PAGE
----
The quality of the windows in your Buy to Let impacts your investment in three important ways:
- Good, well-fitted windows help keep your property watertight. Not only does this matter in terms of your legal obligation to maintain your property in a good and safe condition, but it can also have a positive effect on the capital value.
- They are more secure than older windows, particularly as strong frames can support excellent locks.
- They can make a significant difference to the energy rating on the EPC. The minimum energy rating is already ‘E’ for new tenancies, extending to existing tenancies from April next year, and the government would like it to rise to ‘C’ eventually.
So, rather than being tempted to simply ‘patch’ any problems, it’s worth considering the best upgrade you can afford now, in order to ‘future proof’ the property.
What to consider:
Installing energy efficient double or triple-glazed windows also leads to a much more comfortable home for your tenants:
- There are fewer draughts and cold spots
- A lot of external noise is blocked out, so it’s more peaceful
- Condensation build-up on the inside of windows can be greatly reduced.
Some manufacturers show the energy efficiency of their windows (i.e. how well they retain heat), using an energy-rating scale from ‘A++’ to ‘E’, in a scheme run by the British Fenestration Rating Council (BFRC).
The minimum acceptable rating to satisfy building regulations is ‘C’.
In terms of cost, the most reasonably-priced double-glazing is UPVC. And these days, far from being the cheaper-looking white frames, they are now in a range of colours and even have wood-effect finishes. Prices vary, depending on where in the country you are and which floor the window is on (as scaffolding may be required), but UPVC is around £400-£500 for 60cm x 90cm and around £525-£750 for a larger 90cm x 120cm window.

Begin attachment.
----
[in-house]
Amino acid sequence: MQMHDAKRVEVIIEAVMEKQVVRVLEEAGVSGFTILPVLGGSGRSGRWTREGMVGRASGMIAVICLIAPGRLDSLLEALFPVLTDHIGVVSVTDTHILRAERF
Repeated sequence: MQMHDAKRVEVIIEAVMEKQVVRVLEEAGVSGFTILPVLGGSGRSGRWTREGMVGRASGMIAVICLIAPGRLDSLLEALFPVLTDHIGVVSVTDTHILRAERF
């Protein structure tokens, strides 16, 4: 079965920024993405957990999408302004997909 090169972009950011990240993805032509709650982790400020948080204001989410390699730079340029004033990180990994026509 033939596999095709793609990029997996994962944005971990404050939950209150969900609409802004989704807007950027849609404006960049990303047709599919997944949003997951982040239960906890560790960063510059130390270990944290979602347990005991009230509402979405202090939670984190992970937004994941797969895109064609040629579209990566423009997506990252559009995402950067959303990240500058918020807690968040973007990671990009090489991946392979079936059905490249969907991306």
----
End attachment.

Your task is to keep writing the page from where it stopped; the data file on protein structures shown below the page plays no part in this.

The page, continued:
For a three-bedroom house with twelve windows of various sizes, you can expect to pay between £5,250 and £7,500. Look for a ‘lifetime guarantee’ just in case the windows decolourise or the sealed units fail.
Aluminium windows are likely to be more, but they don’t rust, peel or flake, so maintenance is minimal. However, unless you’re especially concerned about the look of the windows, it’s unlikely you’ll need this option.
Depending on your property, you may need or prefer timber-framed windows, but bear in mind these can cost up to three times more than UPVC and they will require additional and regular maintenance too, as the wood naturally degrades over time. If well maintained they could last for around 30 years.
When having windows fitted, always use a contractor who is a member of the Glass and Glazing Federation (GGF). That means they have signed up to a consumer code, so you should receive excellent customer service.